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Published by jack elliot

Red squirrels are one of Scotland’s most loved animals,

and they are our only native squirrel species.

Red squirrels were once widespread throughout the country.

There are still many places you could encounter one today,

from the conifer forests of Galloway,

to the Atlantic hazel woodlands of Argyll,

to the country estates of Tayside

or the Caledonian pine forests of the Highlands.


Red squirrel populations have seriously declined, with only around 120,000 remaining in Scotland today. In some places they have not been seen for many years.

The greatest threat to the red squirrel’s future in Scotland is the invasive non-native grey squirrel. Larger and more robust, grey squirrels out-compete red squirrels for food and living space, making it difficult for red squirrels to successfully breed and for their young to survive. When grey squirrels move into a new area, red squirrels can be completely replaced within 15 years.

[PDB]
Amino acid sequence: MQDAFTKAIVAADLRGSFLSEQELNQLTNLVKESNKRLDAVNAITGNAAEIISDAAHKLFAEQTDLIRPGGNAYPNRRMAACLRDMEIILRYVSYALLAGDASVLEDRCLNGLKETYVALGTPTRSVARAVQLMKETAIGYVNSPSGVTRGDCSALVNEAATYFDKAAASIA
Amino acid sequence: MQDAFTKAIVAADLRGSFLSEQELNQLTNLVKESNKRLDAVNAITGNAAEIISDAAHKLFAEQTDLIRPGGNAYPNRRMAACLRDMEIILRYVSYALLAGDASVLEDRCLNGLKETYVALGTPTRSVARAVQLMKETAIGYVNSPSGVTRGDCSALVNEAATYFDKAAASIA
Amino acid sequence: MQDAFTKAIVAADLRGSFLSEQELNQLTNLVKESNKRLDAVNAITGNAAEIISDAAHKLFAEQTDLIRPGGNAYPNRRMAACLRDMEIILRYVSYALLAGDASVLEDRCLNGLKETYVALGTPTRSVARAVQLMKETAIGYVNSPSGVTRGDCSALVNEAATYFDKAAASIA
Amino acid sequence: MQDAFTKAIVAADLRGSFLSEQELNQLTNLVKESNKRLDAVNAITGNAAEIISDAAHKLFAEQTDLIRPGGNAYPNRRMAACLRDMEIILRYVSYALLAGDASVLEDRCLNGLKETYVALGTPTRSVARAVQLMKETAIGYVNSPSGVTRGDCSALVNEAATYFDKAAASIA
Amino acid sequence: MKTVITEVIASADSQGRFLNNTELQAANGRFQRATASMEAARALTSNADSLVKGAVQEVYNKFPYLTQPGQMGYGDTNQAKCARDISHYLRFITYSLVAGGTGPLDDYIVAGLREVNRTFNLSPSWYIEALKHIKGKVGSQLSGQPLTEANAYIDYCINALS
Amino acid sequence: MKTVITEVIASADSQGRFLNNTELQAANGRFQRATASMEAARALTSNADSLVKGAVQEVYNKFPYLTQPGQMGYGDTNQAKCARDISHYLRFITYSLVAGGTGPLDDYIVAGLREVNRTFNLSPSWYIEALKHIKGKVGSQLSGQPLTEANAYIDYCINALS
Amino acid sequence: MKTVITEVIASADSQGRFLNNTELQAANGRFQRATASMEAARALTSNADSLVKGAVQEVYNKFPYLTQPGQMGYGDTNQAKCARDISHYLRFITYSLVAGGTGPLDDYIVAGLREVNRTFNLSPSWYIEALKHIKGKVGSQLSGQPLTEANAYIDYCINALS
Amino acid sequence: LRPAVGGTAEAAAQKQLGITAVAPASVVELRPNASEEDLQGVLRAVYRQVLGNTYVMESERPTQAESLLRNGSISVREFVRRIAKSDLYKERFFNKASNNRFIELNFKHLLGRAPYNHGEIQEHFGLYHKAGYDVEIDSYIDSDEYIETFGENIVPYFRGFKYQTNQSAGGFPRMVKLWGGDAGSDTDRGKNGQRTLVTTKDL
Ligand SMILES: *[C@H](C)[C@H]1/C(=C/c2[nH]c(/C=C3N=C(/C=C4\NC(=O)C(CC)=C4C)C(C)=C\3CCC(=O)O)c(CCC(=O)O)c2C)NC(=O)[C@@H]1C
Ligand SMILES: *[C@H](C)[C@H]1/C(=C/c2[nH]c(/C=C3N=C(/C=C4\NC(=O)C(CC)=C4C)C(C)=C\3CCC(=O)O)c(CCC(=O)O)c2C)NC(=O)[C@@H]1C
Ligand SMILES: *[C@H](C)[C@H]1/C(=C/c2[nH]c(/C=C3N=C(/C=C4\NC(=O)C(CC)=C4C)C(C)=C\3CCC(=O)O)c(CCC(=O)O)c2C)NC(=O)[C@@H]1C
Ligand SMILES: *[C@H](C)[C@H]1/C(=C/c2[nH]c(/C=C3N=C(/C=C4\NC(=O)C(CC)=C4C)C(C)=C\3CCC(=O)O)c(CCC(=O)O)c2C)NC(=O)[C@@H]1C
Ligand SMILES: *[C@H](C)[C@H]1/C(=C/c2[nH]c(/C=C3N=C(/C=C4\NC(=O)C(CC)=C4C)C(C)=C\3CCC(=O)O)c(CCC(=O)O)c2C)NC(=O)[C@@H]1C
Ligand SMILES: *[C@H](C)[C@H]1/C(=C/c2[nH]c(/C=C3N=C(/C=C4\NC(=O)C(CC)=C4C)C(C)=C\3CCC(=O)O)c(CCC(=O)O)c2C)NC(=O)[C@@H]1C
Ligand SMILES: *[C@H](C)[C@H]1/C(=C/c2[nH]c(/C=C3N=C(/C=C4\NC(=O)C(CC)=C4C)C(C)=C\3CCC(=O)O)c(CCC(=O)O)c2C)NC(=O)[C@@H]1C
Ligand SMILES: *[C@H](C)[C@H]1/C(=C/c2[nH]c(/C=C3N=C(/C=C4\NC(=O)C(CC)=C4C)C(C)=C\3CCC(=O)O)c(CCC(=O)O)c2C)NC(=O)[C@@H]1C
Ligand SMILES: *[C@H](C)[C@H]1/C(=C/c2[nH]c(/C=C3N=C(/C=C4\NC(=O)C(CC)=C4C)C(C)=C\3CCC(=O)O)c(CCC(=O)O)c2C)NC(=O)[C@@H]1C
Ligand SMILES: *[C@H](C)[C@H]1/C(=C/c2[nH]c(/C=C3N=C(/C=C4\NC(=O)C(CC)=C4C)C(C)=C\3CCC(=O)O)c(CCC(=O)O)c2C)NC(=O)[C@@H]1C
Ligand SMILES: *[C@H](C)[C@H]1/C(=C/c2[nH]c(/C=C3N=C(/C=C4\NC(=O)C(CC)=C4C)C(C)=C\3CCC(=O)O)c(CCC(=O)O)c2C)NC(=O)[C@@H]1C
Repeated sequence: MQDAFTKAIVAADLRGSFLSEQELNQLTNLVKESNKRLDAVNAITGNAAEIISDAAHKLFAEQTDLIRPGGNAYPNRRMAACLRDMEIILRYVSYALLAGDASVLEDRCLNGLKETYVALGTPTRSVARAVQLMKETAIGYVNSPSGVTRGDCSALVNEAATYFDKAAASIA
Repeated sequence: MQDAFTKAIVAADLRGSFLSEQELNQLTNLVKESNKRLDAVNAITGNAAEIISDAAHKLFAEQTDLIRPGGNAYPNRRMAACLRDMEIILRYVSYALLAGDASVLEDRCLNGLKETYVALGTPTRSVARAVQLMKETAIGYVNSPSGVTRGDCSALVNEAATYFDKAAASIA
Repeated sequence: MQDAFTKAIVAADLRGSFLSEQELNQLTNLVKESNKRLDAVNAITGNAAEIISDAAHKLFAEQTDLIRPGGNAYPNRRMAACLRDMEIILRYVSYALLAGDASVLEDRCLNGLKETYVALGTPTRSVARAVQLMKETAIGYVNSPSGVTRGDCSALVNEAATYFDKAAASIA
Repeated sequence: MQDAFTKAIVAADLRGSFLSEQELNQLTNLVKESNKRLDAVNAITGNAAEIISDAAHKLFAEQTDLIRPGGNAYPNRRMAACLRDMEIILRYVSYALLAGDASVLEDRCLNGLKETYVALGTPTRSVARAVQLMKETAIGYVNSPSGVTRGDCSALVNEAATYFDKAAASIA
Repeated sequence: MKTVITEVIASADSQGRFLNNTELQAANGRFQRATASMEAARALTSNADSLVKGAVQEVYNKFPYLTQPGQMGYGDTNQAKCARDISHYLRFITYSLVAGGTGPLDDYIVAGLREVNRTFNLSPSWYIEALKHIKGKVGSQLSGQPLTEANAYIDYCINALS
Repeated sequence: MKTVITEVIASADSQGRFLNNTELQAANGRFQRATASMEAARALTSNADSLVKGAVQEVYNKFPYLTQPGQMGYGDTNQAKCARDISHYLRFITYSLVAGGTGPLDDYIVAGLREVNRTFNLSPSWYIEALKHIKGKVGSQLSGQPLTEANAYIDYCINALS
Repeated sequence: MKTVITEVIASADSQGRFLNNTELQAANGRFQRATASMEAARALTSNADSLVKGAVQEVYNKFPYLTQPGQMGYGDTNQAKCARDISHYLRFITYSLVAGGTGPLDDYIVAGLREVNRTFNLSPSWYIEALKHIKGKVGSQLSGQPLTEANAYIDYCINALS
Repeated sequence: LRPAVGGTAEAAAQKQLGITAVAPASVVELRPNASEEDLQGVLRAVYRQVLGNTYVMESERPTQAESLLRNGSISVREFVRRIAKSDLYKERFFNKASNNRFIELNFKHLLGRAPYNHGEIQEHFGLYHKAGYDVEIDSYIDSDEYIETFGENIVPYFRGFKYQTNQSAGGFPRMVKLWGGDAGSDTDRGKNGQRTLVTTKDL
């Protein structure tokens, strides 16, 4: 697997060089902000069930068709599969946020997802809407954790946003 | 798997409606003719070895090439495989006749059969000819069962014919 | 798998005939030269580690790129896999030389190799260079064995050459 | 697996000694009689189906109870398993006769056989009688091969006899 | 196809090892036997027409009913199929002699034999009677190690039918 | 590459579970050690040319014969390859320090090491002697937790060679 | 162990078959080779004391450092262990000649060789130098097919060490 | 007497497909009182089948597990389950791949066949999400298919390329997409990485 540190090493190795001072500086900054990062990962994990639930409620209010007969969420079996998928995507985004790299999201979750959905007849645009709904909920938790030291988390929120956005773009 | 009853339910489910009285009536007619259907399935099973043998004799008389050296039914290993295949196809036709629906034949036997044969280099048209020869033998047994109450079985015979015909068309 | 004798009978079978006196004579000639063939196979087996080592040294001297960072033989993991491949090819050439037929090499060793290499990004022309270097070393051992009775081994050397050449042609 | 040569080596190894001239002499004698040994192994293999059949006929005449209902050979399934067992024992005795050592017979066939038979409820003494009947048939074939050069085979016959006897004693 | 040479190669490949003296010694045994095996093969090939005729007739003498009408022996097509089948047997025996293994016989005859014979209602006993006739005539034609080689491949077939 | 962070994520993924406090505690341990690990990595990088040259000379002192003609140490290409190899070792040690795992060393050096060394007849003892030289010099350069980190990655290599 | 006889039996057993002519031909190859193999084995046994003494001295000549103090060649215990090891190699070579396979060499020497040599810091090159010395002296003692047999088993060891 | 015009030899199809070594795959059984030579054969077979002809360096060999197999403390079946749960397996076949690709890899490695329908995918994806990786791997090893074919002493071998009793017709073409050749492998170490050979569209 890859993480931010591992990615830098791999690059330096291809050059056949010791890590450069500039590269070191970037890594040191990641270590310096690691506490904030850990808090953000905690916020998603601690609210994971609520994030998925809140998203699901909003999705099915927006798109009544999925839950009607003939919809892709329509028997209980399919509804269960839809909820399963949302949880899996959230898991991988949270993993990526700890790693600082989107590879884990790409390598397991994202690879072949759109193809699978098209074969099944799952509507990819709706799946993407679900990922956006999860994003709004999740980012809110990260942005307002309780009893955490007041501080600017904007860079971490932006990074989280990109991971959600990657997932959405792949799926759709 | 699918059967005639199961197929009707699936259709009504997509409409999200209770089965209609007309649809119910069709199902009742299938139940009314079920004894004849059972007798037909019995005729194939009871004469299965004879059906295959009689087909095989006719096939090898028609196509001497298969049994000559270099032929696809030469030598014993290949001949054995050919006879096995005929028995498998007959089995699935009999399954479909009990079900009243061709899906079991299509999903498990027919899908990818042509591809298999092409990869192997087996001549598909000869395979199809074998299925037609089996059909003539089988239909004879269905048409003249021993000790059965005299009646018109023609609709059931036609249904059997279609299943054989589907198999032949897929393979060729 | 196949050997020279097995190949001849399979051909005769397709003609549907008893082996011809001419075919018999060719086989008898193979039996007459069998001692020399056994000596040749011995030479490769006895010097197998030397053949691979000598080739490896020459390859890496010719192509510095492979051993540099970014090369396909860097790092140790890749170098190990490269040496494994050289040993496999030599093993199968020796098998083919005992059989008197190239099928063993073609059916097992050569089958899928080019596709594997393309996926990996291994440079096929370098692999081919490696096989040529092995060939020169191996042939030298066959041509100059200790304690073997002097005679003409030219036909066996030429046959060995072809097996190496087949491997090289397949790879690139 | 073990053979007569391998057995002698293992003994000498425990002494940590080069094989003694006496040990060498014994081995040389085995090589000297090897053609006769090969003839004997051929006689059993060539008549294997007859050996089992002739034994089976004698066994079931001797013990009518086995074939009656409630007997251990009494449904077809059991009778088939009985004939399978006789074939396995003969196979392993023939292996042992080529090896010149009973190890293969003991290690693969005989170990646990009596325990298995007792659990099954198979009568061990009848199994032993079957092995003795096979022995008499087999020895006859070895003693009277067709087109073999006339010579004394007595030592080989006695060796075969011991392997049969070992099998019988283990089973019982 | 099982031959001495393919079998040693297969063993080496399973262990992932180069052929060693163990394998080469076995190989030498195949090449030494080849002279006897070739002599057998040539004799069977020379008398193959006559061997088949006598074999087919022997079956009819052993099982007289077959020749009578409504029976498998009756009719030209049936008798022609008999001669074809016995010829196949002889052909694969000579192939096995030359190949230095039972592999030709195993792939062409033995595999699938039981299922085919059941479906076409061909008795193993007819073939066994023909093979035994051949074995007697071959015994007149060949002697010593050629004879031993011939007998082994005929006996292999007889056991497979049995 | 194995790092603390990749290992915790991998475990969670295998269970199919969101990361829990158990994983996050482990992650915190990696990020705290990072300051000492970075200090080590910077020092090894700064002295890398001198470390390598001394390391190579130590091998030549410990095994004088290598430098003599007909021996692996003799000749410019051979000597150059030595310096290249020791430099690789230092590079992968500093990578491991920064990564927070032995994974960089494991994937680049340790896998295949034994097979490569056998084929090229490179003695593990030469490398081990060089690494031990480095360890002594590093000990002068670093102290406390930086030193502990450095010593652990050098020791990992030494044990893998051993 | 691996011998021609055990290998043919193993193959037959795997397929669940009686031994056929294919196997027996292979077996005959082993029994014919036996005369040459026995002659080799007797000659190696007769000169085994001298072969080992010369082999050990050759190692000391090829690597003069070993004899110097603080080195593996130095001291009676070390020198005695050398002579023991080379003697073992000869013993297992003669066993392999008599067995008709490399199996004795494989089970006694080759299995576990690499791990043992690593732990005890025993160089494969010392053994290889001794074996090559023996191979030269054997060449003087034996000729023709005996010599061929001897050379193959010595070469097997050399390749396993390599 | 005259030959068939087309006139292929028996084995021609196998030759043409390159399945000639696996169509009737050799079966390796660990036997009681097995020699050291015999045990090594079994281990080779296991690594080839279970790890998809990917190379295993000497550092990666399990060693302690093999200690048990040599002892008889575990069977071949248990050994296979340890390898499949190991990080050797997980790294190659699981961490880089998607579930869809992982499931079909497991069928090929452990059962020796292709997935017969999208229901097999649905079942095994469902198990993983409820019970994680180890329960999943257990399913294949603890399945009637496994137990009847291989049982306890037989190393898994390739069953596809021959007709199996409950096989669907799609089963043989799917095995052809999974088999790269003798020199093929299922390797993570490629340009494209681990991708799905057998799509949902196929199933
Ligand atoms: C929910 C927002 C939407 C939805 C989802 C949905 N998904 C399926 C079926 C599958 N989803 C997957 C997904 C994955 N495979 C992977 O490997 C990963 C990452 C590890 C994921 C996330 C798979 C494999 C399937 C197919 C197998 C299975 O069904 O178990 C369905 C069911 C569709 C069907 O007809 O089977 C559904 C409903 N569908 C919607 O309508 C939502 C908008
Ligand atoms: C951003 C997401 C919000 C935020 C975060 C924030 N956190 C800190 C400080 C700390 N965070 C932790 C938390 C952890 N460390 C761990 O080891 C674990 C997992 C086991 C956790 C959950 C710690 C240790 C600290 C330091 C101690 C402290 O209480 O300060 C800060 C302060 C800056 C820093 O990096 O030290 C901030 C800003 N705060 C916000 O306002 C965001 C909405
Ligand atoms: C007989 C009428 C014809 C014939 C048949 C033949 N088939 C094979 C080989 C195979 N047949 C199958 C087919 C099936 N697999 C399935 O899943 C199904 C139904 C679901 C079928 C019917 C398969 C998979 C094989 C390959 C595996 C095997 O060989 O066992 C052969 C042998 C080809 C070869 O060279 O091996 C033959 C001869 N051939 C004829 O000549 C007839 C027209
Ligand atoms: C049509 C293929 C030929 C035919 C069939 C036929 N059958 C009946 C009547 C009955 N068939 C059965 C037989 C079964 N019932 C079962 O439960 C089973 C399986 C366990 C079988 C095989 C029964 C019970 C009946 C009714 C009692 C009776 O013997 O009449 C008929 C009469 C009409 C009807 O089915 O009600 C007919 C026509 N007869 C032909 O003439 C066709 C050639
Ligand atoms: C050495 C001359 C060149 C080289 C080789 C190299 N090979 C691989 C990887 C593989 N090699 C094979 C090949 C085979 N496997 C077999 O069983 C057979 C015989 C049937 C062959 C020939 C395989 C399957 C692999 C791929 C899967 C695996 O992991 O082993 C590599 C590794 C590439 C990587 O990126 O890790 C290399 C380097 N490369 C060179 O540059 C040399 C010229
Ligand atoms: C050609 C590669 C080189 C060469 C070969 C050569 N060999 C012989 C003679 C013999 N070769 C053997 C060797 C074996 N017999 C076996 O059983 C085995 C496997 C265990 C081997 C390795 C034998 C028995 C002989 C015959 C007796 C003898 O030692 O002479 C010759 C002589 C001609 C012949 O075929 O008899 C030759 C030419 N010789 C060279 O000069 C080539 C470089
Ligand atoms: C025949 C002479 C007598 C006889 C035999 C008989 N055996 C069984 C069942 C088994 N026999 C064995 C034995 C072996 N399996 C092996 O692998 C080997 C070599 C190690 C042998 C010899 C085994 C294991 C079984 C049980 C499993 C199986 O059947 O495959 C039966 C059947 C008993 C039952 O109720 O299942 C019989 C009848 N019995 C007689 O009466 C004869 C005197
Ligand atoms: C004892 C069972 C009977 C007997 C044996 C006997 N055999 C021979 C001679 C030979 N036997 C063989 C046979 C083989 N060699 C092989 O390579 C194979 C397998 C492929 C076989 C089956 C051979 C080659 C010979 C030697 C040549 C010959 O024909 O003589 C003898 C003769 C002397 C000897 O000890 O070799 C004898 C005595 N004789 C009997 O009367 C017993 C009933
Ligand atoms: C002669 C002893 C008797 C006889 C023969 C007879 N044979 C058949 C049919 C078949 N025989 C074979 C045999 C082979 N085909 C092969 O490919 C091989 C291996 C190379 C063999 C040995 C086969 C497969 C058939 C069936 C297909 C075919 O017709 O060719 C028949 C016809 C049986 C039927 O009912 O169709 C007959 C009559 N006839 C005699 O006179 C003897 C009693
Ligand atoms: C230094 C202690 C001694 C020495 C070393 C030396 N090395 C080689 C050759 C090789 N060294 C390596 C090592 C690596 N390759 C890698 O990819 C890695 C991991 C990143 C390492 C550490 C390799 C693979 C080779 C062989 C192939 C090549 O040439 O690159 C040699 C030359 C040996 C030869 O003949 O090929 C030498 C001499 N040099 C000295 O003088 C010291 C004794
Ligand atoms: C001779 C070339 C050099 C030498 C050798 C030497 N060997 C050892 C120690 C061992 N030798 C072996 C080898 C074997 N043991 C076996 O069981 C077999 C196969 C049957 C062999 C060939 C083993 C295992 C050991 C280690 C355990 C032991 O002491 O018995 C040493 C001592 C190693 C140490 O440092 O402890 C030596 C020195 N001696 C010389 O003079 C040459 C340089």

The grey squirrel is a North American species that was first introduced to Britain in Victorian times, to decorate the gardens of large stately homes. They soon expanded their range, completely replacing red squirrels in most of England and Wales, and many parts of Scotland. The competition between red and grey squirrels is an unnatural, man-made problem that we have a responsibility to manage.

Some grey squirrels also brought Squirrelpox, a virus that they carry without harm to themselves. Red squirrels have no natural immunity to Squirrelpox, and the disease is usually fatal within two weeks. When Squirrelpox is present, grey squirrels can replace red populations around twenty times as fast as they can through competition alone.

The destruction of woodland has also contributed to the red squirrel’s decline. Habitat fragmentation, when areas of woodland become separated by development and changing land-use, is also problematic. These isolated areas are often too small to support healthy and sustainable populations of wildlife, including red squirrels.


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